The 25 seniors in caps and gowns were seated on the stage. Seventeen of the graduates are from farm homes, seven from the town of Meadow Grove, and one from Battle Creek. Judging by the sentiment expressed by various graduates none of the members of the class is likely to attend college next year unless given an opportunity to work for room and board.

Excerpts from: The Norfolk Daily News, Thursday May 16, 1940, page 10.

Meadow Grove News

Meadow Grove, Nebraska

Information extracted by Richard Strenge

A look at the Meadow Grove News newspaper from years ago gives us great ideas and clues of where to search for more information on family and friends of our ancestors.

Margaret and Burnell Gore of York, are spending the summer vacation with their grandparents Mr. and Mrs. J. W. White.

Mrs. J. G. Wiese left Tuesday morning for Gauze, Tex., where she will spend three or four weeks with her sister, Mrs. C. Bowling.

Mrs. Lister and son, Wm. Harrison, who returned from overseas a few days ago, were visitors at the home of Mrs. Lister.s brother, George Carter, the greater part of last week. They returned to their home at Spencer, Nebr. last Saturday.

Miss Leopal Hawkins left for Ainsworth last Friday to spend the vacation season with her sisters, Miss Elsie and Mrs. Funk. She expects to be gone about six weeks.

Mrs. Uehling and daughter, Miss Dorothy, of Omaha, are visitors at the homes of W. H. Bosse and E. M. Uehling.

Miss Edna B. Anstine has contracted for the second year as teacher of Dist. No. 18, at an increased salary.

Source: Meadow Grove News, Friday June 27, 1919 on page 1.


Mrs. John Edwards is visiting her daughter, Mrs. Dogan, near Chadron.

John Edwards and his daughter Miss Hazel, and Mrs. G. M. Hayden were in Norfolk Tuesday attending the funeral of Mr. DeFrance.

Grant White, a nephew of C.N. Hutchins, who was in the aerial service, was recently mustered out, and is now located at Petersburg, Neb.

Donald Cloyd went to Norfolk Monday to have his tonsils removed. He was accompanied by his sister, Miss Cora.

Mrs. Chas. P. Michael left here Monday for her home at Mena, Arkansas, after a pleasant visit to her sister, Mrs. E. H. Brewer.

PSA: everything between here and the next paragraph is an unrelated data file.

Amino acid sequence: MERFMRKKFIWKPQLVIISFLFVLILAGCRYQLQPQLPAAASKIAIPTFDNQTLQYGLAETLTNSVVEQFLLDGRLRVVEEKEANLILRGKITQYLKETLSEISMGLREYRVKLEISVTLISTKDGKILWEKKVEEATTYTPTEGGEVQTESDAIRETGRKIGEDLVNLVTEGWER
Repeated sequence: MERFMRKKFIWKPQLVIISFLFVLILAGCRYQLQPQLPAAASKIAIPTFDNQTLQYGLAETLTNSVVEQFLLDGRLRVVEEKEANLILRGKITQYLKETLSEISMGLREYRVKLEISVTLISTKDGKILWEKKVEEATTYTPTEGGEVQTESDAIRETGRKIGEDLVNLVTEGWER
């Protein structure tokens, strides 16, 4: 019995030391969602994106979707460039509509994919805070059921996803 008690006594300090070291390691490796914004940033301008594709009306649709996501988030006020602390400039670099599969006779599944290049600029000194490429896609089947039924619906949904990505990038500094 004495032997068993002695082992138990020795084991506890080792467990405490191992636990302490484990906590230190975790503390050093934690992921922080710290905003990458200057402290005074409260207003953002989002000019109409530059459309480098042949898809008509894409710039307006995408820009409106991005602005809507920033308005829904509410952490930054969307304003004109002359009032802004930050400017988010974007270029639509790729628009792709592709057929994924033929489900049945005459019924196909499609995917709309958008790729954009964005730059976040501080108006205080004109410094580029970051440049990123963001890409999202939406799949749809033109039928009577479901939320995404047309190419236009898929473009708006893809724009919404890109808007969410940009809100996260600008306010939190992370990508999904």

Mr. and Mrs. Leslie Cunningham of Plainview, spent Sunday with Mrs. Cunningham.s mother, Mrs. Sarah Brown.

Mrs. I G. Alyea moved to Douglass, Wyo., where her son is in the auto tire repairing business.

Mrs. Mason and son Donald, Mrs. E. H. Crook and daughter Pauline, and Mrs. Emmett Warrick and son Oliver motored to Norfolk Monday.

Misses Rose and Charlotte Hayden, accompanied by their little niece, left Saturday evening for Hyannis, where they expect to spend some time with their brother, E. R. Hayden, on his big ranch in Cherry county.

S. C. Blackman, the editor of the Tilden Citizen, one of our most valued exchanges, left Tilden very quietly a few days ago and went to Council Bluffs, Ia., accompanied by Miss Edith Cunningham of Tilden, and were united in marriage. The bride is well known in the Tilden community having been in the millinery business in that town for several years, and is a lady of high ideals. Mr. Blackman needed a wife as he had been living with his family at a hotel for a long time. An editor can get along so much better with a companion and we congratulate our brother on getting one to help him share the joys as well as sorrows of life incident to the life of a country editor.

Source: Meadow Grove News Friday, July 4, 1919 on page 1.

Mrs. S. A. Werner of Salt Lake City, Utah, arrived here Wednesday to spend a few days with her brother, H. D. Weygint.

Charles H. and J. H. Stahl of Akron, Ohio, and J. C. Stahl of Boulder, Col., are spending a few days at the home of their sister and brother-in-law, Mr. and Mrs. E. B. Hansen.

A. J. Collins, accompanied by his wife, left town Monday noon for the scene of his boyhood days ion Baywood, VA., where he will spend a few weeks with his aged father. Eighteen years have elapsed since his last visit. Mrs. Collins, being a Nebraska lady will see so many things different from what they are here, that she, no doubt with her husband, will thoroughly enjoy the trip.

Source: Meadow Grove News Friday, July 11, 1919 on page 1.

Miss Elsie Hawkins came home Tuesday evening from Ainsworth, where she enjoyed a week’s vacation with her sister Mrs. Funk, to enjoy a two week’s vacation with her parents.

Miss Helen Nemce of Weston, Nebr., is enjoying the summer vacation with her aunt, Mrs. J. J. Machecek.

Mrs. Monte Carr, and her little niece, Theola Beech, returned from Bayard, last Thursday.

Mrs. Ed Crook and Mrs. Monte Carr are spending this week at Newman Grove, the guests of Mrs. Chas. Crook.

J. L. Jenkins and family of Venus, Nebr., was in town last Saturday and spent Sunday with Albert Jenkins and family.

Mr. and Mrs. C. C. Chittenden announce the arrival of a little girl at their home last Saturday morning.

Rev. F. W. Brink returned Tuesday evening from a short vacation at Grand Island and Hastings. He also visited his niece at York.

Source: Meadow Grove News Friday, July 18, 1919 on page 1.

J. R. Smith and family of University Place motored here Saturday. Sunday Mr. and Mrs. Smith went to Plainview to see his mother who is ill. Mr. Smith returned home Monday and Mrs. Smith remained to spend a few days with her sister, Mrs. E. H. Brewer.

Dave Ober and family from Bloomfield visited his mother last Thursday.